julkas

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Re: functional programming
« Reply #36 on: January 20, 2020, 07:40:19 pm »
Have you succeeded to make it work?
If you have problem with tail recursion optimization give code example please.
BTW. I use recursion , but it's not tail :-(
procedure mulu64(a, b: QWORD; out clo, chi: QWORD); assembler;
asm
  mov rax, a
  mov rdx, b
  mul rdx
  mov [clo], rax
  mov [chi], rdx
end;

PascalDragon

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Re: functional programming
« Reply #37 on: January 20, 2020, 09:09:34 pm »
Code: Pascal  [Select]
  1. function SumL(const Values: array of Integer): Integer;
  2. begin
  3.   if Length(Values) = 1 then
  4.     SumL := Values[Low(Values)]
  5.   else
  6.     SumL := SumL(Values[0..High(Values) - 1]) + Values[High(Values)];
  7. end;
  8.   ...
  9.  
And what will return SumL([])?
As for me it's better
Code: Pascal  [Select]
  1. function SumL(const Values: array of Integer): Integer;
  2. begin
  3.   if Length(Values) = 0 then exit(0);
  4.   SumL := SumL(Values[0..High(Values) - 1]) + Values[High(Values)];
  5. end;  
  6.  
But all this is purely theoretical entertainment, since the FPC is not able to optimize tail recursion, right?
 

1. I wanted to highlight the use of the range operator to Ñuño_Martínez.

2. Your example would not support tail recursion (and it's also not proper functional). The following would allow for tail recursion:

Code: Pascal  [Select]
  1. function SumL(const Values: array of Integer): Integer;
  2.  
  3.   function SumInt(const Values: array of Integer; Res: Integer): Integer;
  4.   begin
  5.     if Length(Values) = 0 then
  6.       SumInt := Res
  7.     else
  8.       SumInt := SumInt(Values[0..High(Values) - 1], Res + Values[High(Values)]);
  9.   end;
  10.  
  11. begin
  12.   SumL := SumInt(Values, 0);
  13. end;  
  14.  

3. FPC does support tail recursion using -Ootailrec or {$OPTIMIZATION TAILREC} as mentioned by julkas, however due to restrictions in the compiler (constant and by-value open arrays are not supported) you need to adjust the code a bit:

Code: Pascal  [Select]
  1. function SumL(Values: array of Integer): Integer;
  2.  
  3.   function SumInt(var Values: array of Integer; Res: Integer): Integer;
  4.   begin
  5.     if Length(Values) = 0 then
  6.       SumInt := Res
  7.     else
  8.       SumInt := SumInt(Values[0..High(Values) - 1], Res + Values[High(Values)]);
  9.   end;
  10.  
  11. begin
  12.   SumL := SumInt(Values, 0);
  13. end;
  14.  

This will result in the following assembly code for SumInt:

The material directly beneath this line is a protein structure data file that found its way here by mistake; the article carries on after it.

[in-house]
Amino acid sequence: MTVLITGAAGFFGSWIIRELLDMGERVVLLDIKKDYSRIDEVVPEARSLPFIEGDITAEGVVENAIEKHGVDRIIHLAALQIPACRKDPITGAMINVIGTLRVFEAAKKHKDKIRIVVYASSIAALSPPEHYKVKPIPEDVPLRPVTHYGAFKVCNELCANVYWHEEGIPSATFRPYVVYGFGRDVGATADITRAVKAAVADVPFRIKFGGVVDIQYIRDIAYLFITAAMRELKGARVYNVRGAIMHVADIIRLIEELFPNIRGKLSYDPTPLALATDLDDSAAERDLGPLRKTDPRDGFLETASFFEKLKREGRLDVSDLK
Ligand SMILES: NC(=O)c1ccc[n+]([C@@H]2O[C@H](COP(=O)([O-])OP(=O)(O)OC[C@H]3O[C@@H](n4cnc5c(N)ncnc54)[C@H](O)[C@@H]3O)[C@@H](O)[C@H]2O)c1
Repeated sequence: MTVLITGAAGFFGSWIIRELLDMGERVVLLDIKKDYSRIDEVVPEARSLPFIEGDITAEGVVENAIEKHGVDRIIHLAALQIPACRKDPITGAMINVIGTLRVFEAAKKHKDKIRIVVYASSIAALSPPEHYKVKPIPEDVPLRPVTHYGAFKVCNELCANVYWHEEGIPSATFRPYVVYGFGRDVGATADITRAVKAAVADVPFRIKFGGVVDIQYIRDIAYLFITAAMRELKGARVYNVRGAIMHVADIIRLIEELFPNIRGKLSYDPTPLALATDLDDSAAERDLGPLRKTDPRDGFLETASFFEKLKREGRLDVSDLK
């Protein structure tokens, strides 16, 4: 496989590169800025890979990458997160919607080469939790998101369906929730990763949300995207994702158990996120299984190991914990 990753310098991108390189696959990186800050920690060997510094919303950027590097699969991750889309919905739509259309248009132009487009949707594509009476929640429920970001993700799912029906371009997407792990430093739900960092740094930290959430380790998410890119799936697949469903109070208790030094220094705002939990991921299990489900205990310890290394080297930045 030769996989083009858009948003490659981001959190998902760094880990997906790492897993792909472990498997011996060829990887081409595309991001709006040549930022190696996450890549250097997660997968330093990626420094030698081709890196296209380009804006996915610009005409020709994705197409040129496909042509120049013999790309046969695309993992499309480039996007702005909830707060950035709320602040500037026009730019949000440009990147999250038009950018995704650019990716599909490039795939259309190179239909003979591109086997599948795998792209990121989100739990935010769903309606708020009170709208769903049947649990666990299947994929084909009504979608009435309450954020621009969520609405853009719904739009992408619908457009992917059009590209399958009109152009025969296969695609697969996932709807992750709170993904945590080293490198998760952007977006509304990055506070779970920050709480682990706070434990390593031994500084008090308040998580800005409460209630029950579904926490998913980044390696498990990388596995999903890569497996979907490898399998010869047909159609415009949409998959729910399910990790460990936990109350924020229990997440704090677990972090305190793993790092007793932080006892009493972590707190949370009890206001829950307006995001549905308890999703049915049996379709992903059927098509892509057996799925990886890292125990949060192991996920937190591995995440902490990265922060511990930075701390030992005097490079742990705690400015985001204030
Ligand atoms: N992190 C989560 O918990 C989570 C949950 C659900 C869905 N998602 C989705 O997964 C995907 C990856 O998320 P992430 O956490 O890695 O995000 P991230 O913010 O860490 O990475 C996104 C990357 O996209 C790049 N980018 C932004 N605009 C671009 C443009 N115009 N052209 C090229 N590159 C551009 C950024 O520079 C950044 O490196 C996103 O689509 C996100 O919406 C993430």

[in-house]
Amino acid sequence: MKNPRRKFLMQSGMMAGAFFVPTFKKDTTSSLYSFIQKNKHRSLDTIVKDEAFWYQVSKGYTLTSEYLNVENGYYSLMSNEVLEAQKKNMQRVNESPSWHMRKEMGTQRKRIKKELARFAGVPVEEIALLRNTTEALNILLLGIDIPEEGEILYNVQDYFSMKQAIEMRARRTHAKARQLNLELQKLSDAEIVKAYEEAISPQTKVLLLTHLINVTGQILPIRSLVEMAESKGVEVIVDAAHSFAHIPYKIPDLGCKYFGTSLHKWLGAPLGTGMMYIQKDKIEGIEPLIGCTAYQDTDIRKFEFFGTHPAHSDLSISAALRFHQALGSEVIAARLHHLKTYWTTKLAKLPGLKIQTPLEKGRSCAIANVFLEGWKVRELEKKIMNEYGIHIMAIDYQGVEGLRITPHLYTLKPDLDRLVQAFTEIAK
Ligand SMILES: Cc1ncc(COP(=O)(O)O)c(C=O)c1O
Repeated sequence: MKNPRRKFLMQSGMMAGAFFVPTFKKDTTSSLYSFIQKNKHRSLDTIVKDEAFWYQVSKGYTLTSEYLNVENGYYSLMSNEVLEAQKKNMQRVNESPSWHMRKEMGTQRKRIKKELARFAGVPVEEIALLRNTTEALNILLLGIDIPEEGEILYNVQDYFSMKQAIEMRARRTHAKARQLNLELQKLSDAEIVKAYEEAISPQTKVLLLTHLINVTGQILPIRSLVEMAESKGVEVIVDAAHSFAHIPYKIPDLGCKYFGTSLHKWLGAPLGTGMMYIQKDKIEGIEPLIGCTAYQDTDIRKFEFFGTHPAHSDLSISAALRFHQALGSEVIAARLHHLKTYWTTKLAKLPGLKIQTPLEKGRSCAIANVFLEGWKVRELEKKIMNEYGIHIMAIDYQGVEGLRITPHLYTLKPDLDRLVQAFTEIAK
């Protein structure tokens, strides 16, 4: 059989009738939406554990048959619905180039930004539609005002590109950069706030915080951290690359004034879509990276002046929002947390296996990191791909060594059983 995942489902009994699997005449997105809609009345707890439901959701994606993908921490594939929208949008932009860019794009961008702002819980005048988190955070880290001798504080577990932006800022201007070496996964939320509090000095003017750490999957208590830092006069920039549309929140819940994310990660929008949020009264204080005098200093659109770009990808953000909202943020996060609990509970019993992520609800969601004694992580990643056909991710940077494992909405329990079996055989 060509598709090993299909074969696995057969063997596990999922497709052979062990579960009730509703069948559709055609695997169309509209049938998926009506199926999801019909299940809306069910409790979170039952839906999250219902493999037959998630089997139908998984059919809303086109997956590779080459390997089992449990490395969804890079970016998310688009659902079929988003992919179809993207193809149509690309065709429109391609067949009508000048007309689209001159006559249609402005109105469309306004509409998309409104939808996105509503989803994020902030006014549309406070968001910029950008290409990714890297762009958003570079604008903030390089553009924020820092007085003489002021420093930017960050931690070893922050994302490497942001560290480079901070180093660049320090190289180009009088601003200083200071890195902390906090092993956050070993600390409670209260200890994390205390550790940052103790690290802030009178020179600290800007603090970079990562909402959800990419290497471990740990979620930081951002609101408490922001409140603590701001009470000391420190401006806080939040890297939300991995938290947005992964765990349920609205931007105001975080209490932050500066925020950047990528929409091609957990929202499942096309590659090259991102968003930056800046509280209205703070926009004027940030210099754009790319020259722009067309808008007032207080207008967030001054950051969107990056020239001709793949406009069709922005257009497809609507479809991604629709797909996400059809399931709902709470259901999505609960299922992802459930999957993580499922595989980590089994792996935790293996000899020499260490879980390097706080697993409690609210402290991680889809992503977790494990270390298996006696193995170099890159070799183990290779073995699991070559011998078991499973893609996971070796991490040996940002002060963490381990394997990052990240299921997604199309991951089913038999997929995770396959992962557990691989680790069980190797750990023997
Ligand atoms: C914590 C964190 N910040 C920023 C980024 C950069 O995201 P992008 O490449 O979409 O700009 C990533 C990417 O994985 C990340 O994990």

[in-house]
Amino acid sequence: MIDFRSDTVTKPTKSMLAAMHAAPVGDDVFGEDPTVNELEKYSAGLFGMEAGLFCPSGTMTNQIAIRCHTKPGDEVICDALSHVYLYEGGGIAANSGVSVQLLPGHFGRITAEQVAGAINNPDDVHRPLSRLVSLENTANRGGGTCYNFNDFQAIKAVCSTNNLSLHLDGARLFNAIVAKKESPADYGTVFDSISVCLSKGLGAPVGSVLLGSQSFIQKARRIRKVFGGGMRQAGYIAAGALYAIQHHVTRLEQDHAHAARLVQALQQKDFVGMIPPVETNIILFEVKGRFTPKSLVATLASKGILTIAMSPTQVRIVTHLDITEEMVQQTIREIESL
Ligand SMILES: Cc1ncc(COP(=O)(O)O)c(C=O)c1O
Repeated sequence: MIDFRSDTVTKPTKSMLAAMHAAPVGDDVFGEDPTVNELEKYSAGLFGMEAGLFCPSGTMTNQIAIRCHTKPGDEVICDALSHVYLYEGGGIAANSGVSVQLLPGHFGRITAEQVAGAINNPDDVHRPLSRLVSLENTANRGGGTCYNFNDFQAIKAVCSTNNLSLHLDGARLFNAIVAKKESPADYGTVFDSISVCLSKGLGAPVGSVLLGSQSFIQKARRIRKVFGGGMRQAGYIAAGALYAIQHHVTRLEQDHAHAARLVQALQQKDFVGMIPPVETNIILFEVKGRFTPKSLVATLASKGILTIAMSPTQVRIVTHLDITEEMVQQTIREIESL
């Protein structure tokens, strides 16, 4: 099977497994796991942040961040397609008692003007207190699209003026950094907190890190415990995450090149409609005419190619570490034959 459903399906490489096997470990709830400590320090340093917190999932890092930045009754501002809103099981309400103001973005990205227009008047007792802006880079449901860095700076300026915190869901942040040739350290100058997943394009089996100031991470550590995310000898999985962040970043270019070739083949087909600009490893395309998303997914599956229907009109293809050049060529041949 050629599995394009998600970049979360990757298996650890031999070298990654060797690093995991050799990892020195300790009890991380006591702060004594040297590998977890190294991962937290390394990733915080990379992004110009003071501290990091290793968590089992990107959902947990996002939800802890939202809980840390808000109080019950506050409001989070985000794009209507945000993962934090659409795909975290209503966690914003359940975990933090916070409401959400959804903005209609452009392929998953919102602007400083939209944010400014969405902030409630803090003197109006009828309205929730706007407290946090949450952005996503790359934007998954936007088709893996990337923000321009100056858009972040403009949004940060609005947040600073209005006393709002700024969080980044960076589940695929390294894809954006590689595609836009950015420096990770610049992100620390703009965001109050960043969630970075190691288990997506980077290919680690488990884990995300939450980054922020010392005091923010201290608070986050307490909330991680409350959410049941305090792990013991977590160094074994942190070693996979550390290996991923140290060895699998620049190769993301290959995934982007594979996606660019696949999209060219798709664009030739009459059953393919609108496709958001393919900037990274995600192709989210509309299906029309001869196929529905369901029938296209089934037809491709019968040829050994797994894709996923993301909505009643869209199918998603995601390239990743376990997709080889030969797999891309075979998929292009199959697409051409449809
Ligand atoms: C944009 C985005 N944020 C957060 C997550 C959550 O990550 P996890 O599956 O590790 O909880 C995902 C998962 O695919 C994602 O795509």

Code: ASM  [Select]
  1. .section .text.n_p$ttailop_$$_suml$array_of_smallint$$smallint,"ax"
  2. .seh_endproc
  3. .Lc7:
  4.  
  5. .section .text.n_p$ttailop$_$suml$array_of_smallint$$smallint_$$_sumint$array_of_smallint$smallint$$smallint,"ax"
  6.         .balign 16,0x90
  7. .globl  P$TTAILOP$_$SUML$array_of_SMALLINT$$SMALLINT_$$_SUMINT$array_of_SMALLINT$SMALLINT$$SMALLINT
  8. P$TTAILOP$_$SUML$array_of_SMALLINT$$SMALLINT_$$_SUMINT$array_of_SMALLINT$SMALLINT$$SMALLINT:
  9. .Lc13:
  10. .seh_proc P$TTAILOP$_$SUML$array_of_SMALLINT$$SMALLINT_$$_SUMINT$array_of_SMALLINT$SMALLINT$$SMALLINT
  11. # [14] begin
  12.         pushq   %rbp
  13. .seh_pushreg %rbp
  14. .Lc14:
  15. .Lc15:
  16.         movq    %rsp,%rbp
  17. .Lc16:
  18.         leaq    -80(%rsp),%rsp
  19. .seh_stackalloc 80
  20. .seh_endprologue
  21. # Var Values located at rbp-8, size=OS_64
  22. # Var Res located at rbp-16, size=OS_S16
  23. # Var $highVALUES located at rbp-24, size=OS_S64
  24. # Var $parentfp located at rbp-32, size=OS_64
  25. # Var $result located at rbp-36, size=OS_S16
  26.         movq    %rcx,-32(%rbp)
  27.         movq    %rdx,-8(%rbp)
  28.         movq    %r8,-24(%rbp)
  29.         movw    %r9w,-16(%rbp)
  30. .Lj14:
  31. # [15] if Length(Values) = 0 then
  32.         movq    -24(%rbp),%rax
  33.         leaq    1(%rax),%rax
  34.         testq   %rax,%rax
  35.         je      .Lj15
  36.         jmp     .Lj16
  37. .Lj15:
  38. # [16] SumInt := Res
  39.         movw    -16(%rbp),%ax
  40.         movw    %ax,-36(%rbp)
  41.         jmp     .Lj17
  42.         .p2align 4,,10
  43.         .p2align 3
  44. .Lj16:
  45. # [18] SumInt := SumInt(Values[0..High(Values) - 1], Res + Values[High(Values)]);
  46.         movq    -8(%rbp),%rax
  47.         movq    -24(%rbp),%rdx
  48.         movswl  (%rax,%rdx,2),%eax
  49.         movswl  -16(%rbp),%edx
  50.         leal    (%eax,%edx),%eax
  51.         movq    -24(%rbp),%rdx
  52.         leaq    -1(%rdx),%rdx
  53.         movq    -8(%rbp),%rcx
  54.         movq    -32(%rbp),%r8
  55.         movw    %ax,-16(%rbp)
  56.         movq    %rdx,-24(%rbp)
  57.         movq    %rcx,-8(%rbp)
  58.         movq    %r8,-32(%rbp)
  59.         jmp     .Lj14
  60. .Lj17:
  61. # [19] end;
  62.         movswl  -36(%rbp),%eax
  63.         nop
  64.         leaq    (%rbp),%rsp
  65.         popq    %rbp
  66.         ret
  67. .seh_endproc
  68. .Lc12:
  69.  

(Edit: fixed an error in the declaration of SumL in the first example)